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|Articles - January 2010|
|Monday, January 04, 2010|
January is always a time to reflect on the year gone by. As I look back at the magazine’s coverage in 2009, there is a distinct Dickensian quality.
It was the best of times:
We started out the year with a profile of the burgeoning bicycle industry in Portland and then in February examined the sturdiness and hope of Small Town, Oregon.
Spring brought a look at the state’s $18 billion shadow economy, which showed that the taxman might be losing, but the entrepreneur was finding a way to make a buck. Other businesses were taking advantage of the opportunities of a downturn: Gun sales were up and the industry was hiring, and pawnshops were doing a brisk business. We also found that the wine country was a bit recession- proof, as Joan Austin was completing her luxury Allison Inn in Newberg and the Southern Oregon wine region was growing.
As summer came around, we found a handful of private companies that had achieved gains as we ranked the top 150 private companies. We also found that the mobile app cluster in Portland, trade clubs and the Beaverton Foods empire were thriving. Fall and winter brought success stories about Portland’s indie music industry, hot zine and comic book scenes, and savvy companies who are growing and hiring, such as Ziba Design, New Seasons and TriQuint.
It was the worst of times:
Our bad-news coverage began with asking how the devastated economy of Central Oregon could find a way to recovery. (We didn’t get a great answer.) Stories about things that went splat included university endowments, the senior housing sector, Sunwest, tribal casinos, tourism on the Coast and local film festivals.
We found in our annual analysis that the fortunes of the state’s 54 public companies shrank. We chronicled how former timber towns around the state were fighting to survive and how the uninsured and newly jobless were flooding the state’s hospitals. Our examination of the nonprofit sector found most were struggling to stay alive as funding and donations dropped.
We even lost the sequel to Twilight.
This coming year undoubtedly will bring good and bad business news again, and we will cover both. But with apologies to Chuck, I could use a little more of the happy stuff.
Friday, May 22, 2015
BY CHRIS NOBLE
The right sunglasses can protect your eyes and look cool at the same time. This being the 21st century, select shades are socially conscious, too. Portland brand Shwood uses wood and other natural materials and manufactures locally. Founded by Ann Sacks, the brand Fetch dedicates a portion of its profits to animal welfare. But whether you choose classic tortiseshell or aviator chic, please, shed the sunglasses when you walk in the door — and, of course, at night.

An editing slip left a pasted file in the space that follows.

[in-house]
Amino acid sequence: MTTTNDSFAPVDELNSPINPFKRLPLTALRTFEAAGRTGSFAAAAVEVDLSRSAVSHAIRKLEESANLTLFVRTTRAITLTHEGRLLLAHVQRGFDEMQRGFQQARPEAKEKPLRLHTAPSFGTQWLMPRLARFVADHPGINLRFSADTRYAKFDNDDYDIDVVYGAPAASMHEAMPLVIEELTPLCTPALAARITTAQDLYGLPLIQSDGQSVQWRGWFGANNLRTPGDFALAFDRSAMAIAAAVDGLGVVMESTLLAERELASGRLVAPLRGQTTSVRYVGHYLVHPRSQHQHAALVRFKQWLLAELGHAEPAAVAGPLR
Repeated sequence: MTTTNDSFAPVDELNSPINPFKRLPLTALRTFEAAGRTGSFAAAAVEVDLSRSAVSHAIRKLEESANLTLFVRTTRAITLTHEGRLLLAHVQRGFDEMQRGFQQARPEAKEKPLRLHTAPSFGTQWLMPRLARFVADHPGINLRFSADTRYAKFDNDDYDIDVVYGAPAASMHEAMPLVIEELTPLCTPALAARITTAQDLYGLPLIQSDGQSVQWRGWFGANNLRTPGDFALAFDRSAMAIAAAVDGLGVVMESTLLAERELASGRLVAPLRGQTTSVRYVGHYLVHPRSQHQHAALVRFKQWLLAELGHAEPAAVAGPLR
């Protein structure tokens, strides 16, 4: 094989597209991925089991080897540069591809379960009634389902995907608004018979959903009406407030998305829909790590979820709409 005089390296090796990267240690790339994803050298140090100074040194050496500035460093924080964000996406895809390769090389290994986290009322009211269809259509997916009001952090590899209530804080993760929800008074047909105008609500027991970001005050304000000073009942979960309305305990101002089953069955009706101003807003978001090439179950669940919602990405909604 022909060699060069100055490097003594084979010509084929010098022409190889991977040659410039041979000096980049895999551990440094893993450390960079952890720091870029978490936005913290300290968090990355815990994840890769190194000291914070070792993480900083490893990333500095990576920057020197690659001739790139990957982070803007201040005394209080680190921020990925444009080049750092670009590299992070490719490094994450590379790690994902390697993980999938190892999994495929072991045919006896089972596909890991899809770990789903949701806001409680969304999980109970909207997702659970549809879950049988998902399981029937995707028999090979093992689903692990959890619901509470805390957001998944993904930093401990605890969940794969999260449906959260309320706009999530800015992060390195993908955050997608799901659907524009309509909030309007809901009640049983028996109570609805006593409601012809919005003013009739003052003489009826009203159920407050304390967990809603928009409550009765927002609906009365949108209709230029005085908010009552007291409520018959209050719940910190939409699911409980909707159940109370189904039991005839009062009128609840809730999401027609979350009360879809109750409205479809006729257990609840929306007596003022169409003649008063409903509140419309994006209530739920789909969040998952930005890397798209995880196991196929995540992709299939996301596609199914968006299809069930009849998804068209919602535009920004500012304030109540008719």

Friday, May 22, 2015
BY EMILY LIEDEL
Inside the topsy-turvy world of corporate sustainability rankings.
Wednesday, June 24, 2015
One year after he was appointed chair of the Portland Development Commission, Tom Kelly talks about PDC's longevity, Neil Kelly's comeback and his new role as Portlandia's landlord.
Thursday, May 14, 2015
BY JASON E. KAPLAN | STAFF PHOTOGRAPHER
There are more than 160 farmers markets in Oregon, contributing an estimated $50 million in sales, according to the Oregon Farmers Markets Association. We checked in on the Forest Grove market, which for several years has brought local produce and food vendors to Main Street in the center of town.
Wednesday, June 03, 2015
As part of our green workplaces story, Oregon Business checked out a community service project undertaken by Portland Youth Builders, a nonprofit alternative high school. In partnership with Whole Foods, PYB built garden boxes for a Home Forward housing site. Home Forward is a government agency that provides housing for low income residents and people with disabilities.
Wednesday, May 27, 2015
BY LINDA BAKER | EDITOR
More than 250 people turned out today for Oregon Business magazine’s seventh annual celebration of the 100 Best Green Companies to Work For in Oregon.
Thursday, May 28, 2015
BY LINDA BAKER | EDITOR
Reinventing capitalism. Office dumpster divers. Handprints versus carbon footprints.
|100 Best Green Workplaces in Oregon|
|The Green Paradox|
|Up in the Air|
|Credit Unions Perspective|
|Queen of Resilience|
|Did airlines collude to keep fares high?|
|Citigroup analyst thinks Puma should sell|
|OSU researchers examine warm-water mass|
|Appeals court rules against Apple|
|Microsoft to cut division, 1,200 jobs|
|Apple suppliers introduce 'Force Touch' to new iPhone|
|Uncertainty abound in Greece|
Tonkon Torp helps seed sustainability at Gunderson.
Oregon-based Environments helps companies create inspired workspaces. “Simply put, we help companies future-proof their workspaces,” says Chris Corrado, president. Since 1988,Environments has witnessed firsthand the changing landscape of business. Native Portlander and Environments founder Corrado says, “We help our clients navigate the complex realities of the workplace today and plan for their future in a very mindful, strategic way. We think of ourselves as their partners in the process.”
One hundred years ago, the Willamette River might easily have been mistaken for a sewer. Unchecked industrial activity and decades of pollution made it unrecognizable compared to the clean river that now flows north for 187 miles from Eugene through the center of Portland.
3 Degrees Event Celebrates 5th Year Bringing Nonprofit and Business Professionals Together to Benefit Portland.
Bend energy leader brings passion for efficiency and renewable energy to the nonprofit.
Event in Forest Grove marks recognition of Global Food Safety Initiative Certification.